It must have taken a long time.
Yes, but it was good. I could remember her better then, after I read them.
But you've been home for months.
I know. And she was there, I remember that‑‑ in the house, at the dinner table, in the bed.  And she made everything comfortable for me, which was pleasant‑‑ except I'm not used to comfort, and sometimes it was annoying, to have her keep asking what did I want to do.  Did I want to redo my father's study, did I want to buy a few more mounts for the stables, did I want to go to London for the season.  Did I want salt on my eggs.  Did I want to hear that new sonata she'd learned.  Did I want to have another child. Did I want to be alone. That's all I remember, really, all those questions.  I was supposed to say yes or no, when‑‑ when I didn't really have an answer.  So sometimes I said yes, and sometimes I said no, and she'd go off and do what she thought was best anyway.   So I remember she asked me, do you want me to go, and I said‑‑ I don't remember. Yes or no, one of those two. And she did what she wanted to do, went her own way.  That's the problem with us.  We never needed each other. Oh, we thought we did, and each time we parted, I felt that need, sharp like an arrow, right in my heart.  But we had to go on living, and we did, both of us, and so we just learned not to need each other. It hurt too much. But it's time now, I think, for us to start needing each other again.
How we can use the interview:
The advantage of this technique is that you almost "channel" the character.  The character (or your subconscious construct of him) takes over and starts directing the answer.  (Trust me on this– just let go, and it will happen.)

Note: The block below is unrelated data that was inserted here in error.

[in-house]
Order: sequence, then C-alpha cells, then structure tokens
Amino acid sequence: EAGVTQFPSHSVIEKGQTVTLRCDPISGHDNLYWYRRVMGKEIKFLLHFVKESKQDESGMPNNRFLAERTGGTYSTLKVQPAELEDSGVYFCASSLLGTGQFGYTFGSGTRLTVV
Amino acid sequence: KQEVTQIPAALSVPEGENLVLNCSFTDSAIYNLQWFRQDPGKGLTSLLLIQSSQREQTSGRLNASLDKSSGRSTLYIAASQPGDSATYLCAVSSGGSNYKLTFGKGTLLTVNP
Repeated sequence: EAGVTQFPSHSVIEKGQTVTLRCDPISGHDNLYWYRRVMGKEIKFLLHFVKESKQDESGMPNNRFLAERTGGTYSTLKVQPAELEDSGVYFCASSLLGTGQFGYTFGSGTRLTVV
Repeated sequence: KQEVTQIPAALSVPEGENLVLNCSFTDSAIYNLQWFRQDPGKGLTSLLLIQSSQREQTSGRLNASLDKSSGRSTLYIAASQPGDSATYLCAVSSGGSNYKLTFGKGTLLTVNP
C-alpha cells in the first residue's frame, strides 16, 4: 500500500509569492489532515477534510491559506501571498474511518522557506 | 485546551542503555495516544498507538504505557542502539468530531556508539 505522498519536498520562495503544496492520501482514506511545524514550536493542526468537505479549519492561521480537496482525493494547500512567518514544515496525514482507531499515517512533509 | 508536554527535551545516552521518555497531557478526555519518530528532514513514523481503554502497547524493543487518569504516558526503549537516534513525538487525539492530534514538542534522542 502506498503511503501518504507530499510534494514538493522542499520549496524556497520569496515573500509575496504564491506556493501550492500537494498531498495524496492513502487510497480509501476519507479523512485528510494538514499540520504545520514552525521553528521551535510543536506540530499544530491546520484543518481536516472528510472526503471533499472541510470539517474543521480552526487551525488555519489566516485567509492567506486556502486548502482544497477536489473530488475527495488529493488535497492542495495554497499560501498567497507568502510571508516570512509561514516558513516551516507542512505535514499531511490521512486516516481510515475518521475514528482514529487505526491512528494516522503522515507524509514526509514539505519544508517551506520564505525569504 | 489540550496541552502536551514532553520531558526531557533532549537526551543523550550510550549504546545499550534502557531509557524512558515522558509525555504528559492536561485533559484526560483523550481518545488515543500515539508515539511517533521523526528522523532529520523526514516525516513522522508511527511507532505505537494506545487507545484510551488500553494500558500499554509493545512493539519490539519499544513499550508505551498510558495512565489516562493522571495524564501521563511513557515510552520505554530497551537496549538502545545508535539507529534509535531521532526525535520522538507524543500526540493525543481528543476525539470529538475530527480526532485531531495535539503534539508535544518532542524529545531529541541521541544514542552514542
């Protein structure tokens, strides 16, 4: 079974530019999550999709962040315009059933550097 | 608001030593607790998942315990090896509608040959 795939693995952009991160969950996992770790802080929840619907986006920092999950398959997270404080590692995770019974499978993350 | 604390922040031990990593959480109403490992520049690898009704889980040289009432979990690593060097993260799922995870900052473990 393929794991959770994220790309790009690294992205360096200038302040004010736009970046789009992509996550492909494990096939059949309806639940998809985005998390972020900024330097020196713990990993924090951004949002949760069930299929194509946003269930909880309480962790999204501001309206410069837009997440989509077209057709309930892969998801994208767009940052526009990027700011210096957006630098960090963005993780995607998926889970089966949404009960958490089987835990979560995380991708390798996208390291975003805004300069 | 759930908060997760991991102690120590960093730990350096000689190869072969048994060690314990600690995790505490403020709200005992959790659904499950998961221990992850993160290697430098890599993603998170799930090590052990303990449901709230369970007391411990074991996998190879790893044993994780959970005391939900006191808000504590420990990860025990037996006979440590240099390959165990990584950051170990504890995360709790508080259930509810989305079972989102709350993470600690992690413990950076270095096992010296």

And you can probably see how easy this would be to "translate" into a first-person narration, but it's also helpful for third-person passages.  Use the sensory details to embellish the relevant parts of your story, to add description from within the character.  Use the emotion to give the reader an understanding of why he behaves as he does.  And use the voice to give a sense of immediacy and clarity to the characterization.

You won't have to do this with every event in the book.  Once you get a sense of a character's POV, you won't ever lose it entirely.  It's as if that channel is open in your mind, and you just have to make the decision to switch to it when appropriate, letting the character's own perspective on each event dictate the narrative.

If you'd like to read the story about Nicholas and how he finally came home from the war, check out Allegra's Song, a Regency novella.  You'll recognize some of the lines from above!

Amazon Buy link:  http://amzn.to/FOfDPT

Alicia Rasley is a RITA-award winning Regency novelist who has been published by major publishers such as Dell, NAL, and Kensington. Her women’s fiction novel The Year She Fell has been a Kindle bestseller in the fiction category.